The Public Library Standards Taskforce is officially formed and off and running. Jane Norling (Beresford), Kathy Jacobs (Yankton), Amber Wilde (Spearfish), and Mike Mullin (Watertown) have agreed to serve as sub-committee chairs forming their own groups to research various aspects of public library standards. Jane will be heading up the Funding & Staffing Committee; Kathy, Administration and Governance; Amber, Public Relations and Technological Innovation; and Mike, Access, Collection and Resources. The sub-committees will be formed this spring and work will begin this summer. If you are interested in serving on one of these committees please contact one of the sub-committee chairs at the State Library.

Wednesday, May 6, 2009

In Focus: Joan Upell


An avid reader, a teacher, a storyteller, a professional clown, and a bit of a geek… add it all together and what do you get? Joan Upell, a school librarian for 28 years and currently a South Dakota State Library School Library Coordinator.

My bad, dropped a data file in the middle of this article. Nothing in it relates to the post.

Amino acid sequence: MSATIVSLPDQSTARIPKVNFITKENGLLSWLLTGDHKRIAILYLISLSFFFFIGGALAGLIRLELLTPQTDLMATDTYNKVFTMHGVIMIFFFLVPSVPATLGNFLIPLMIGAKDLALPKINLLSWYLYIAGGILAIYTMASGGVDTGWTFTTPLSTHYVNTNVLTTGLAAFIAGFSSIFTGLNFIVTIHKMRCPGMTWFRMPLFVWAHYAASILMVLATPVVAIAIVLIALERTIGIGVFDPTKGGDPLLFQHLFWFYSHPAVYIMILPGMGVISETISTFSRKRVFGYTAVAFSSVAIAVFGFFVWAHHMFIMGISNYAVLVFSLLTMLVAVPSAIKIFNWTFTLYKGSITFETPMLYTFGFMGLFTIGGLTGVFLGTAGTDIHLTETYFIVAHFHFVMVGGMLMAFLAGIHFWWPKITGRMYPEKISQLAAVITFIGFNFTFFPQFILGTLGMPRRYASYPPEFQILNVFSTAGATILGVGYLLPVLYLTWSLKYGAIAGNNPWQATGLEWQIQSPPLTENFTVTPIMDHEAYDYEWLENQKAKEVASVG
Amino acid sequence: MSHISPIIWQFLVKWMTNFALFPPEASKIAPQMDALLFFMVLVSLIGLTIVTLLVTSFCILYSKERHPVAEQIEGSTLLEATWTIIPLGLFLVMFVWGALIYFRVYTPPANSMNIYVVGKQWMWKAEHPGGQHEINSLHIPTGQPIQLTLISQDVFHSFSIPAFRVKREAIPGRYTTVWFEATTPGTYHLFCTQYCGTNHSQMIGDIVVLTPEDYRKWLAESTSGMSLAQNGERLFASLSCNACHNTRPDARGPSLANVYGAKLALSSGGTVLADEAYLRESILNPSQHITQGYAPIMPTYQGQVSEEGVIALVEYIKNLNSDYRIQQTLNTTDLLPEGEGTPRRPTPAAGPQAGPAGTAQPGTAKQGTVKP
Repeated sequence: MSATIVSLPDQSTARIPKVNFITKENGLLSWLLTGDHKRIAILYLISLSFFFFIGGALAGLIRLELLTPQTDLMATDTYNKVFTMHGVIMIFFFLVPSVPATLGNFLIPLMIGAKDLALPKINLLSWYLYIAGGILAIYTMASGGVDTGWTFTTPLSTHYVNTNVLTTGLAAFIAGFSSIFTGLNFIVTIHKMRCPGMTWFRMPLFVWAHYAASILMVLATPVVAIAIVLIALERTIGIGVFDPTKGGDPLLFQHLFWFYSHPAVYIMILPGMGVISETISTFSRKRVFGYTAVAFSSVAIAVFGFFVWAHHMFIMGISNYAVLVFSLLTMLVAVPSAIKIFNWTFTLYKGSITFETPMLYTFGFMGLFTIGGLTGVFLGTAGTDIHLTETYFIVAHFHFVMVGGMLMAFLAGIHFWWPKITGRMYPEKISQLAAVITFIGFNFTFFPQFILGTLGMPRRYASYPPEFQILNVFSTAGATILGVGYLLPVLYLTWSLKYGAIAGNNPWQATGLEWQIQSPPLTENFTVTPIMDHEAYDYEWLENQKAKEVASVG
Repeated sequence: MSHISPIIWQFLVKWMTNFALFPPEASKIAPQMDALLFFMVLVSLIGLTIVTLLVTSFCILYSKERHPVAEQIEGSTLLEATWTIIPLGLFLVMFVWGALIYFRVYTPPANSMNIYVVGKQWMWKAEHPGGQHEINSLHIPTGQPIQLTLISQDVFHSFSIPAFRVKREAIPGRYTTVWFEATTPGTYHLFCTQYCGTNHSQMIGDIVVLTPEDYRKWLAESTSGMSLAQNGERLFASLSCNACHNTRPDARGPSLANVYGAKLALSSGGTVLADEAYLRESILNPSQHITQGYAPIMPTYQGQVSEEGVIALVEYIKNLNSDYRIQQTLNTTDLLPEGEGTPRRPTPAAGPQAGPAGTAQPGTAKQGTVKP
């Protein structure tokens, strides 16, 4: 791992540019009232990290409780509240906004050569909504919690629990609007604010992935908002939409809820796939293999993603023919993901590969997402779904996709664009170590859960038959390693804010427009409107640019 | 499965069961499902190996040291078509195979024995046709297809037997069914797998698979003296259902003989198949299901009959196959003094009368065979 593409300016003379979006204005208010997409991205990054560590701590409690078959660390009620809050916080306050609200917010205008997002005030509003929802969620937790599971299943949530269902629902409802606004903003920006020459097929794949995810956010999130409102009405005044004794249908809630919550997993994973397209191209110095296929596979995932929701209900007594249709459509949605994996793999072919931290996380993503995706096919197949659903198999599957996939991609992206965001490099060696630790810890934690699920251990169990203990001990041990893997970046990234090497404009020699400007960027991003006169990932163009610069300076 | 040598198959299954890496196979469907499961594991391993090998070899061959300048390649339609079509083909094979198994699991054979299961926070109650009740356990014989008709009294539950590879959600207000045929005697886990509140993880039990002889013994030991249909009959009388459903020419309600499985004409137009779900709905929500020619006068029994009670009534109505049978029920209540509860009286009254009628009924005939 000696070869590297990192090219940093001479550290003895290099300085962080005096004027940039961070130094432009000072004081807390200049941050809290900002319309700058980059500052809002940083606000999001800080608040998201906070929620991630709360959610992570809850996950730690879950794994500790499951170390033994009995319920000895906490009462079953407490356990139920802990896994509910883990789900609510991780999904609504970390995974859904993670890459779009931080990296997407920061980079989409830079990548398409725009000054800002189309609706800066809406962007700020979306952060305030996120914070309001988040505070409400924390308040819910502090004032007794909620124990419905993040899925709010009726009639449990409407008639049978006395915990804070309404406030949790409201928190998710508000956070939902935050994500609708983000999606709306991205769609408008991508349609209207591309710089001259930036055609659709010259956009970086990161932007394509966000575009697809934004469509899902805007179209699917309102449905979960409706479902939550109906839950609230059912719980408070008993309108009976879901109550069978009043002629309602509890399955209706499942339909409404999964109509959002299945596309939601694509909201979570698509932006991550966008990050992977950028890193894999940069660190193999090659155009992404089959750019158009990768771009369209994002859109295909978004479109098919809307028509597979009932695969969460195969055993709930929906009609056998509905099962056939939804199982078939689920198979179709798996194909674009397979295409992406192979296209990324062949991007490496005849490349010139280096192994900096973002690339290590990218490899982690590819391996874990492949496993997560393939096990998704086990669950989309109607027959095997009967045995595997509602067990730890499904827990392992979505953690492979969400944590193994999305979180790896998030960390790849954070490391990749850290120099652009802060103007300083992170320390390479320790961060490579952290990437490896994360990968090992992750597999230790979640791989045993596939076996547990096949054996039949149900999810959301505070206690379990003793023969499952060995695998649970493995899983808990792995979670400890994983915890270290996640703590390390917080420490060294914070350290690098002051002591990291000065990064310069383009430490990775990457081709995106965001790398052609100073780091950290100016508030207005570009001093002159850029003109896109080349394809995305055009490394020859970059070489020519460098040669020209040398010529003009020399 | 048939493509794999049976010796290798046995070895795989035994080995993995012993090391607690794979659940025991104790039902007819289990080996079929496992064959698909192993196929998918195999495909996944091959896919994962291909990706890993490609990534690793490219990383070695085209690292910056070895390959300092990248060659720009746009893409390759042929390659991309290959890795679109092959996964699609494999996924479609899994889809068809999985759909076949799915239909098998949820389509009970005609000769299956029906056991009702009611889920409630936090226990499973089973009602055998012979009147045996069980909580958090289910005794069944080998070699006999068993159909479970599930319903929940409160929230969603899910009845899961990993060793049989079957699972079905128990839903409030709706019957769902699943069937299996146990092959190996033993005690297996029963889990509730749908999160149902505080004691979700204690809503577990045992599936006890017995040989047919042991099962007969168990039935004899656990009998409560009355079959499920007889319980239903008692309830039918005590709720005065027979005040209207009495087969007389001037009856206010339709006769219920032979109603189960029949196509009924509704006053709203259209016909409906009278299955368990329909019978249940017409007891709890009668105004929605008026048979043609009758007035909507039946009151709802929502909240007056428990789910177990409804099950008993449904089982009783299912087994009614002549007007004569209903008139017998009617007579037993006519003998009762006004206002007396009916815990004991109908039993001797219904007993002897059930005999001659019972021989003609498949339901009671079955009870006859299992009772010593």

Sanborn Central Library Recycles for Pets

Librarian Jolene Enfield at Sanborn Central School in Forestburg creates a service project for her high school students and recycles the library's old newspapers at the same time. Students shred the old newspapers and then donate them to area pet stores and the Humane Society to be used for bedding for pets.





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Originally published at : http://library.sd.gov/forlibrarians/enewsletter/2009/may/2009-05d.asp

Does your library want to have a teen summer reading program?